Martin Grubinger with the National Symphony Orchestra, Reviewed
We get it, orchestra programmers. You figure if you’re going to put on something contemporary, you’ve got to sweeten the pot with a pair of ear-candy symphonies by Mozart and Dvořák. Because if you say "Hey, check out this concerto written in 2007 by someone you don’t know, played by someone else you don’t know on a weird cowbell contraption!" you’d get the same turnout Lungfish would get if they said "Hey, tonight’s concert is going to be all new material of Dan Higgs reciting poetry and playing a jaw harp!" Because you think we’re narrow minded. And you’d be right.
Which is too bad, because it shouldn't be that way. Nor need it be, given yesterday’s terrific performance of Avner Dorman’s Frozen in Time by percussionist Martin Grubinger which far outshone the standards—Mozart’s 35th and Dvořák’s 9th—that bookended it. The Israeli-born, U.S.-residing composer was in attendance on Thursday, and told me how struck he was by the focus of the Kennedy Center’s crowd to his concerto’s slow second movement: “It’s a sign of a very attentive audience,” he said, and the reception was warmer than he’d received in other cities. Score one for we philistines. Or, hold on. “Well I haven’t seen it performed in several years," he said, "so maybe I don’t remember.”
Frozen in Time is, in structure anyway, not terribly unorthodox for something less than a decade old, adhering to the three-movement, fast-slow-fast concerto framework. Its theme is a bit silly—“Pangaea”—which really just means Dorman wanted to throw in a bunch of musical references from around the world, none of which were around during the Mesozoic era anyway. And while the themes are grouped geographically by movement, there’s a certain randomness to their selection. Why jazz and tango for the Americas and not reggaeton and Bieber? Yet while incongruous, the varied styles do mesh, in a mostly thrilling piece that is at times grandiose, frantic, suspenseful, serene, and only occasionally boring (the latter in the linchpin second movement, a strangely peaceful interlude dedicated to the region, Eurasia, that gave us Charles Tilly’s bellicist state).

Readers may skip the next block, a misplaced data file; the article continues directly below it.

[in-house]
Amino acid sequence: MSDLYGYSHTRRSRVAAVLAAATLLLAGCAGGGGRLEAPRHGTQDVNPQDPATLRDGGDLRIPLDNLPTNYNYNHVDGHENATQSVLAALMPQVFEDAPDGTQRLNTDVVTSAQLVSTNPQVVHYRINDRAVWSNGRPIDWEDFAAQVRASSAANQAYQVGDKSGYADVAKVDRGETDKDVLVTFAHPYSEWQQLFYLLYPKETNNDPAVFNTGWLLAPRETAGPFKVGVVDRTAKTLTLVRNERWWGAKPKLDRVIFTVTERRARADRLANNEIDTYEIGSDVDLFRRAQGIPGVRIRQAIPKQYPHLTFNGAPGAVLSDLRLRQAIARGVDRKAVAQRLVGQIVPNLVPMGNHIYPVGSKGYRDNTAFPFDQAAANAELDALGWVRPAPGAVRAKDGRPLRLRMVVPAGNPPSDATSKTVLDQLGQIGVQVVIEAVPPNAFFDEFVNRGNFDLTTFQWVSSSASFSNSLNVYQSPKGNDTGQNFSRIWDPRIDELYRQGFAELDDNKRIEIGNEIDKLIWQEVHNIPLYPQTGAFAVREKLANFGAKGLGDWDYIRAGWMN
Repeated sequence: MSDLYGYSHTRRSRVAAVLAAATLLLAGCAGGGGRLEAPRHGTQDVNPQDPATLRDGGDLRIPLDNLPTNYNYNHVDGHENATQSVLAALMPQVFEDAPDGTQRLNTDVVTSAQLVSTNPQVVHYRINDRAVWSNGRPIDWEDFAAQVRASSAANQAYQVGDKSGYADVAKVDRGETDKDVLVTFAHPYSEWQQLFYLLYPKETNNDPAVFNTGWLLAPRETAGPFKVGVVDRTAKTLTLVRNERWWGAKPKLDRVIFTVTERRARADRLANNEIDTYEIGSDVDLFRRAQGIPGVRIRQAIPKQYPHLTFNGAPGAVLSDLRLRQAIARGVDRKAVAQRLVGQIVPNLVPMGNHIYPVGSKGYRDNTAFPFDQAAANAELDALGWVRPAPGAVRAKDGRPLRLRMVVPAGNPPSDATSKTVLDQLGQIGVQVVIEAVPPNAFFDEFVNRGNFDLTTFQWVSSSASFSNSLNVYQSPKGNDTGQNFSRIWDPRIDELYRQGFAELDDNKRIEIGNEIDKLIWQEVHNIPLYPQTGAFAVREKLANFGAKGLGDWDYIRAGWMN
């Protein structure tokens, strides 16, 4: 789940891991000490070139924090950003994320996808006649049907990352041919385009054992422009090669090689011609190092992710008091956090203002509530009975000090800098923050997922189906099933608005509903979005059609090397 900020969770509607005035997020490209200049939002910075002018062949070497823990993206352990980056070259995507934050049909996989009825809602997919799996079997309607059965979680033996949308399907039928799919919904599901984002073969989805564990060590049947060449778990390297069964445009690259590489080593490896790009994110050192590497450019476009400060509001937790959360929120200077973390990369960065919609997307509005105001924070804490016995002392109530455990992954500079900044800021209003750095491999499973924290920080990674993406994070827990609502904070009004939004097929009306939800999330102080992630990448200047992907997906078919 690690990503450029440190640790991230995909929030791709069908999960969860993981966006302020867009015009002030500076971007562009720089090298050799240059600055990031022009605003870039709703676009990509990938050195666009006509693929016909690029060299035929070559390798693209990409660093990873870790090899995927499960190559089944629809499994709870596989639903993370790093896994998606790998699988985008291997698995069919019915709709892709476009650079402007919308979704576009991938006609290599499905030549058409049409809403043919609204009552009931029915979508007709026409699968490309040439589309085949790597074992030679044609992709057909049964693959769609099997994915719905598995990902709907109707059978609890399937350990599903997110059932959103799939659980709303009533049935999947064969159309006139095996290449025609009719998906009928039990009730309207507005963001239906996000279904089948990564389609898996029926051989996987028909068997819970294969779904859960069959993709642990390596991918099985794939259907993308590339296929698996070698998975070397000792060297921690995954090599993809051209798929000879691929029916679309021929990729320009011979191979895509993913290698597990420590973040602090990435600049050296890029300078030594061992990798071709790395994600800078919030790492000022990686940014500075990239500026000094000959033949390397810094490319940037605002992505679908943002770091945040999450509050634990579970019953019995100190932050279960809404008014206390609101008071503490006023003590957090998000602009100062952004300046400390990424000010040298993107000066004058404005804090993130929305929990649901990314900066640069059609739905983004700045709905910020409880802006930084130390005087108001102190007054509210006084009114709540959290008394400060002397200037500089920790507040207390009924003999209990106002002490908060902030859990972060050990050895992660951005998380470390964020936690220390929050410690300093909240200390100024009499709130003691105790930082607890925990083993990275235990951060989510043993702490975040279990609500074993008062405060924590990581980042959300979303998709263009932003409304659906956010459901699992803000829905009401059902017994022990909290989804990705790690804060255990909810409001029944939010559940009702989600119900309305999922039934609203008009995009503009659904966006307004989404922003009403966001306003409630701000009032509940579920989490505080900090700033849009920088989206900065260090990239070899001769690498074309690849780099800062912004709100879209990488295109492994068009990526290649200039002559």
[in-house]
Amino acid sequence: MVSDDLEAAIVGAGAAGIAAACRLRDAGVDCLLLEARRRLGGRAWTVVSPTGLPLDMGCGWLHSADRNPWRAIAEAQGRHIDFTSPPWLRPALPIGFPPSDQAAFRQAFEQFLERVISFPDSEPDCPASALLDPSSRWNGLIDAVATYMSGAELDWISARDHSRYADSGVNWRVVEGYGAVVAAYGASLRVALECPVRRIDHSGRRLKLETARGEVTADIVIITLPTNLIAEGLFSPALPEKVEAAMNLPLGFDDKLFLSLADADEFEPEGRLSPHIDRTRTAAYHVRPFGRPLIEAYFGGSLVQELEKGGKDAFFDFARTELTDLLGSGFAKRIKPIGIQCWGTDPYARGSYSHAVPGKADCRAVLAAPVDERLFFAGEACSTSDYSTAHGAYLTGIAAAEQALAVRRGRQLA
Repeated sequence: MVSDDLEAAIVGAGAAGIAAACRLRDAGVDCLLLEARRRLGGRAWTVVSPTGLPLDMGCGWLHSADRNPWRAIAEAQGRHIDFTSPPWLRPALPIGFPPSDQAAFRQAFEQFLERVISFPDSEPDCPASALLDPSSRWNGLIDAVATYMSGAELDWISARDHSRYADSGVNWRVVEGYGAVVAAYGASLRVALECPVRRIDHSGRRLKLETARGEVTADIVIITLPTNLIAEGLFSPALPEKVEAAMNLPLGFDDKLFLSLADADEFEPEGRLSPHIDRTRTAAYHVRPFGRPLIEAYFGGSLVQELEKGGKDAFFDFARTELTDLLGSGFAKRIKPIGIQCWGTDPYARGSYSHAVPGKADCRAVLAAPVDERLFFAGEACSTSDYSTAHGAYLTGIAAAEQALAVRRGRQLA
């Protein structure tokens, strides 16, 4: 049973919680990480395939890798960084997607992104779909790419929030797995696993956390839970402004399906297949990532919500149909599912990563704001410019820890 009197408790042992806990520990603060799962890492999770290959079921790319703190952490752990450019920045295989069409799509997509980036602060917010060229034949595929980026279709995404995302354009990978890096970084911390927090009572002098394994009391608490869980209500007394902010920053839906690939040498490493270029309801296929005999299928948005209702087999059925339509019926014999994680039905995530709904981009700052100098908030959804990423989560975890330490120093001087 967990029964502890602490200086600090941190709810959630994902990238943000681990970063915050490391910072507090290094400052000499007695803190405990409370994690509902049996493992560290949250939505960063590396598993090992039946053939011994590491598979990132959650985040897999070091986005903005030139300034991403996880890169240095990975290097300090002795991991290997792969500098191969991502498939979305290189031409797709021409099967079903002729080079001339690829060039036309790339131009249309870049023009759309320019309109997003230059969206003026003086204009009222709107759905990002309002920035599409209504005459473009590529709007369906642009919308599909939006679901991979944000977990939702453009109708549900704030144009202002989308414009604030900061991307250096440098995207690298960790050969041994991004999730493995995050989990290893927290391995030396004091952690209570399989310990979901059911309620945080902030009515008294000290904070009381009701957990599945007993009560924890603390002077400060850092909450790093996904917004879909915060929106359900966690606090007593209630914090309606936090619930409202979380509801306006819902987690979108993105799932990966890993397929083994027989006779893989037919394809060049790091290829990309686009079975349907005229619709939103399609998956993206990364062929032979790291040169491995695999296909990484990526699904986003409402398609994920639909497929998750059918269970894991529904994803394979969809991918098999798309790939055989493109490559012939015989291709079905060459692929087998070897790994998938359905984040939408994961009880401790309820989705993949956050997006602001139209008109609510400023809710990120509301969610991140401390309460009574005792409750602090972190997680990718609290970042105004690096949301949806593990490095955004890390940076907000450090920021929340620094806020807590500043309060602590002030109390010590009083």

But it's the soloist, Grubinger, who breathes the piece to life, in a performance that spans 35 instruments (including things with names like darabuka, djembe, and the aforementioned contraption, which has the effect of a cowbell grenade launcher), played entirely from memory. The Austrian polyinstrumentalist dashes deftly around his percussive laboratory, banging on various drums and bells, all the while with a goofy grin on his face; he would be equally at home at a concert hall, Vegas floor show, or hibachi restaurant. Dorman’s concerto, a commission written for Grubinger, could have been a mess, veering from gamelan to grunge. But with Grubinger it is a coherent, tightly synchronized showcase of acrobatic skill.
Christoph Eschenbach dutifully leads the NSO in the two pieces everyone’s heard a whole bunch of times, putting in just enough personal touches (exaggerated lingers for Dvořák’s adagio theme, drawn out crescendos in the scherzo) to give you your money’s worth without rendering them unfamiliar. If, in comparison to Grubinger and Dorman, Mozart’s Haffner symphony felt small, it’s because it was: the much-reduced orchestra included just four cellos, pushed to the side to make room for the cowbell lab. Eschenbach balanced the dynamics nicely, from the chirps to the swells of the violins, which occupied nearly all of his attention, but the symphony couldn't help but feel like a placeholder. Dvořák's Bohemia-by-way-of-Harlem-and-Hiawatha symphony left a stronger impression, especially in the languid second movement and the slow buildup to that final, famous allegro that John Williams ripped off for everything he ever wrote from Jaws to Star Wars.
But really, you could listen to those at home. (Or just watch Jaws again.) Grubinger’s grinning contortion act is the main draw, so you probably want to skip the all-Dvořák “Beyond the Score” show on Friday from which Grubinger will be absent and wait till he returns on Saturday. Unless, you know, you really want the backstory on Dvořák and your Internet is down.
The program repeats on Saturday, Jan. 25 at 8 p.m. at the Kennedy Center, 2700 F St. NW. $10-$85. There will be a standalone performance of Dvořák’s Symphony No. 9 preceded by a multimedia lecture on Friday, Jan. 24 at 8 p.m. $10-$50.
Photo by Felix Broede